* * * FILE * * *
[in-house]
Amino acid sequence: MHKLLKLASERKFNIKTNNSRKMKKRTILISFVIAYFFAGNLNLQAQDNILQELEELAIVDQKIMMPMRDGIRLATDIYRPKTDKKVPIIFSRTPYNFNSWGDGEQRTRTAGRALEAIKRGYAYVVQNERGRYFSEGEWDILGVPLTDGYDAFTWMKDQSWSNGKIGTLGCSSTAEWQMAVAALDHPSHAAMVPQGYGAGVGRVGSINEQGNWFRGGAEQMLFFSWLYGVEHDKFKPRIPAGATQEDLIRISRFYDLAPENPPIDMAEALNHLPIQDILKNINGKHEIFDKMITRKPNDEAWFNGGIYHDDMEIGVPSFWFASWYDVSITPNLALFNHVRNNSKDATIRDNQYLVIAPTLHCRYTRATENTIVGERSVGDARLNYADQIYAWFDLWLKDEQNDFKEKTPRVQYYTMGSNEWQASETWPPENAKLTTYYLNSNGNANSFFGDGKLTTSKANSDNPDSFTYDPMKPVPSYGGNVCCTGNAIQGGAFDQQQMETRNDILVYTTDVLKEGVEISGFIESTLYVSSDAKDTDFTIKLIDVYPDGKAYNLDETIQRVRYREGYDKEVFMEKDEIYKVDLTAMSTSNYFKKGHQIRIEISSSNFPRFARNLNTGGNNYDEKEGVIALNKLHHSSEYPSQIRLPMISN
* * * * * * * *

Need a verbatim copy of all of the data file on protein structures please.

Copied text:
[in-house]
Amino acid sequence: MHKLLKLASERKFNIKTNNSRKMKKRTILISFVIAYFFAGNLNLQAQDNILQELEELAIVDQKIMMPMRDGIRLATDIYRPKTDKKVPIIFSRTPYNFNSWGDGEQRTRTAGRALEAIKRGYAYVVQNERGRYFSEGEWDILGVPLTDGYDAFTWMKDQSWSNGKIGTLGCSSTAEWQMAVAALDHPSHAAMVPQGYGAGVGRVGSINEQGNWFRGGAEQMLFFSWLYGVEHDKFKPRIPAGATQEDLIRISRFYDLAPENPPIDMAEALNHLPIQDILKNINGKHEIFDKMITRKPNDEAWFNGGIYHDDMEIGVPSFWFASWYDVSITPNLALFNHVRNNSKDATIRDNQYLVIAPTLHCRYTRATENTIVGERSVGDARLNYADQIYAWFDLWLKDEQNDFKEKTPRVQYYTMGSNEWQASETWPPENAKLTTYYLNSNGNANSFFGDGKLTTSKANSDNPDSFTYDPMKPVPSYGGNVCCTGNAIQGGAFDQQQMETRNDILVYTTDVLKEGVEISGFIESTLYVSSDAKDTDFTIKLIDVYPDGKAYNLDETIQRVRYREGYDKEVFMEKDEIYKVDLTAMSTSNYFKKGHQIRIEISSSNFPRFARNLNTGGNNYDEKEGVIALNKLHHSSEYPSQIRLPMISN